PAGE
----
Just a few days ago I marked the one year anniversary of the passing of one of my best friends, Ken. Now when I say “one of my best friends,” understand what I mean: there are friends with which you share work spaces, classes, neighborhoods, or interests; and then there are friends that share in getting in trouble. You know the ones I’m talking about: the ones who sit in the principal’s office with you trading sheepish looks… or in our case, sit in the general manager or owner’s office cutting our eyes over at each other, wondering what we would do on our “next” job. Ken was one of those friends. You see, we had started working in the automobile business on the same day and had worked together the greater part of the thirteen years I spent in that noble profession. On the outside, we couldn’t have looked much more different. Ken was a tremendous athlete who had been an All-American running back in college; my athletic prowess had been measured by wins and losses on the outdoor basketball court at the East Ridge Town Hall. Ken was insanely strong, often stopping off at the train station on the way to work to lift box cars and locomotive engines; I was also insanely strong… often stopping off at the breakfast bar at Shoney’s or the drive-thru at Bojangles to lift plates of food that were piled inhumanly high; yet while we differed in many ways, even down to our ethnicities, the same heart beat within both of us – the heart of a rebel. Whether collectively or separately, we both generally ran afoul of every authority figure we encountered. It wasn’t that we were bad guys; we just followed the teachings of that role model, John Cougar Mellencamp, who said, “I fought the law and the law won.” This was the type of friendship I lost that day: one that was hardened in the kilns of adversity and resistance to authority, and one in which we had both proven we would stand by the other, come what may. I guess we were truly “birds of a feather” (which leads me to my point… there is a point here – really).
I was given the great honor of delivering the eulogy at Ken’s funeral, so, on the morning of his funeral I was sitting in my home office trying to process my own emotions and wondering how I could possibly do justice to one of the most respected and deserving men I had ever known. As I typed out a few thoughts, I kept hearing some sort of knocking sound out in the hallway. When I finally couldn’t take any more, I walked out into the hallway to bludgeon whatever was making that infernal racket. At the end of the hall are two glass doors which open onto the world’s smallest deck, which is on the second floor of our house. There, a bird pecked at the window. As I watched, he (or she – not really an expert on bird gender) would peck a few times at the glass and then would back up and fly full speed into it. The fearless fowl would then shake his head to clear the birdies singing in it (really?) and start to peck at the glass again. This had gone on for at least an hour at this point, and seemed destined to continue until bird or glass surrendered. My first thought was: this crazy bird doesn’t understand glass at all. He can tell that there is something beyond this window, but he isn’t sure exactly what it is and can’t seem to get to it to find out.
Then a verse Paul wrote came to my mind: “For now we see through a glass, darkly; but then face to face: now I know in part; but then shall I know even as also I am known.” (1 Corinthians 13:12) I realized that I was just like that wacky bird. While I walk around in a world I can see, deep inside of me there exists the awareness that there is more; an inherent sense that life doesn’t end at the moment of death, it merely transitions. Solomon, possibly the wisest man who ever lived, felt this same conundrum. In Ecclesiastes 3, he wrote, “He (God) has made everything beautiful in its time. He has also set eternity in the human heart; yet no one can fathom what God has done from beginning to end.” There are some days that I peck at that “dark glass” that Paul mentions which separates me from what is beyond, and there are other days that I slam head-long into that window… like the day I lost my dear friend. Those are the days that I just keep knocking on it, attacking it, looking for any way to get beyond that barrier.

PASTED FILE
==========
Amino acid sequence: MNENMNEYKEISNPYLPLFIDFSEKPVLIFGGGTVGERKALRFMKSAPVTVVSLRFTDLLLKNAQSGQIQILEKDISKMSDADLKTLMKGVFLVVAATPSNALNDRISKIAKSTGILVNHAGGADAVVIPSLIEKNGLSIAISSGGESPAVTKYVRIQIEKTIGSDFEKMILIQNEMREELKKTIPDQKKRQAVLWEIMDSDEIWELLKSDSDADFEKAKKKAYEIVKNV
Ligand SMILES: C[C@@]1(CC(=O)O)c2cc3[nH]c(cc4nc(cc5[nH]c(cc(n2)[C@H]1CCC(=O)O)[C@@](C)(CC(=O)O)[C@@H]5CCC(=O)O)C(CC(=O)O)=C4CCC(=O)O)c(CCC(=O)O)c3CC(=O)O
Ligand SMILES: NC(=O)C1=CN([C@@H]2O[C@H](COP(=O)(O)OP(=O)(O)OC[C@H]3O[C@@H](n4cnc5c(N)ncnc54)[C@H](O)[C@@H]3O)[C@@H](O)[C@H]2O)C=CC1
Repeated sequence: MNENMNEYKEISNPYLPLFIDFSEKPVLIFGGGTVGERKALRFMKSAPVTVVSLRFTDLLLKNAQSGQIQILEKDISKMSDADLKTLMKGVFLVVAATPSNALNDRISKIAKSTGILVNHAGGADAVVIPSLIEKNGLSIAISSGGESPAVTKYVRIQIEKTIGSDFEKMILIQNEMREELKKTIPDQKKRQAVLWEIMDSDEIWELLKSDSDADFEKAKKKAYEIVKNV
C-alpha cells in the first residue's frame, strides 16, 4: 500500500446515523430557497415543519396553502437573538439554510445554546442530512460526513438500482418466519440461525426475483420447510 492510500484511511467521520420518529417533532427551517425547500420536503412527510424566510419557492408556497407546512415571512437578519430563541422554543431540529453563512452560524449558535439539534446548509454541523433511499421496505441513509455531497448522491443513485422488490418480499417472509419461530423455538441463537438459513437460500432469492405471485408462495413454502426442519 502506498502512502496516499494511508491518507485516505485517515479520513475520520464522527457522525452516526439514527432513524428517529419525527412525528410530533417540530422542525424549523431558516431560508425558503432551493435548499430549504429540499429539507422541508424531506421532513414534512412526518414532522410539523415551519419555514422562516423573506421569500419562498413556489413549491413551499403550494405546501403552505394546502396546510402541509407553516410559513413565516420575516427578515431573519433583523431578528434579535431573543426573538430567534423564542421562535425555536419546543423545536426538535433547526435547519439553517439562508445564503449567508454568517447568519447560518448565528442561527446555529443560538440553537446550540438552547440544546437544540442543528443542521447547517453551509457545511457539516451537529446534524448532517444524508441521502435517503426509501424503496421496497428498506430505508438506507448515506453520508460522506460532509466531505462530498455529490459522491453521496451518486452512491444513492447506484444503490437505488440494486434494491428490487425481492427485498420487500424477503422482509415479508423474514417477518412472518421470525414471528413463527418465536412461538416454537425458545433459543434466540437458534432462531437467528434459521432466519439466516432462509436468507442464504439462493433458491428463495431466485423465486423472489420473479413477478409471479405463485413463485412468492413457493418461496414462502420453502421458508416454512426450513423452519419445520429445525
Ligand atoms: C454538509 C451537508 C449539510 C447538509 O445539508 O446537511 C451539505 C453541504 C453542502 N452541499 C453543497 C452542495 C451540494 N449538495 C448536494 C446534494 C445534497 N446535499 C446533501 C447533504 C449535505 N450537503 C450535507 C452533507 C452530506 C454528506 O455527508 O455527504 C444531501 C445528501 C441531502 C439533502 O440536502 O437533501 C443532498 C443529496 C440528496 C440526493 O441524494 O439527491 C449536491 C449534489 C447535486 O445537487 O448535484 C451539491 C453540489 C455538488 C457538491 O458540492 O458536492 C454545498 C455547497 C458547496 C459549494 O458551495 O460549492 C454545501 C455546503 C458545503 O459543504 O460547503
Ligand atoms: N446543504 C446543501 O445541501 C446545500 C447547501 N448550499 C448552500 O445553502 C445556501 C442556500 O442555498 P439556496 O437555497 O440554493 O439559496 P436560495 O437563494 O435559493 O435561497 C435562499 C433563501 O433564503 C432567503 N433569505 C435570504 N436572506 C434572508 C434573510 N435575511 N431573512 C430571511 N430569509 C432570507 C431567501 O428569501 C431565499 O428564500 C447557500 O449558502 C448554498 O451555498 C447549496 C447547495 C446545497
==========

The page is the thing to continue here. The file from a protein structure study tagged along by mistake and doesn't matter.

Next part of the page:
Thankfully, God doesn’t leave us totally in the dark on the subject. First Corinthians 15 sheds a great amount of light. In fact, verse 42 tells us, “That’s how it will be when our bodies are raised to life. These bodies will die, but the bodies that are raised will live forever. These ugly and weak bodies will become beautiful and strong. As surely as there are physical bodies, there are spiritual bodies. And our physical bodies will be changed into spiritual bodies.” The day of Ken’s funeral, I was on the other side of the window from the bird and knew what lay beyond the glass. I could understand what my feathered friend couldn’t; I had… perspective. One day we will pass beyond the barrier and have a correct perspective on the questions that confound us right now: infant mortality, HIV epidemics among innocents, wars and genocide, and yes… why the good seem to sometimes die young. In fact, from the eternal side of the window, we may very well see passing on as the greatest gift a loving God could give us. We may see that earthly healing just prolonged our exposure to sadness, sickness, and stress… three big S-words that don’t live on the other side of the glass. In the meantime, though, our perspective here could use a bit of adjusting. In verse 19 of that same chapter in Corinthians, Paul writes, “If in this life only we have hope in Christ, we are of all men most miserable.” What he is saying, in bird vernacular, is: begin to live for what lies beyond the glass. It’ll save a lot of headaches.
Dedicated to my dear friend and brother, Ken Adair (7/26/57 – 4/8/10)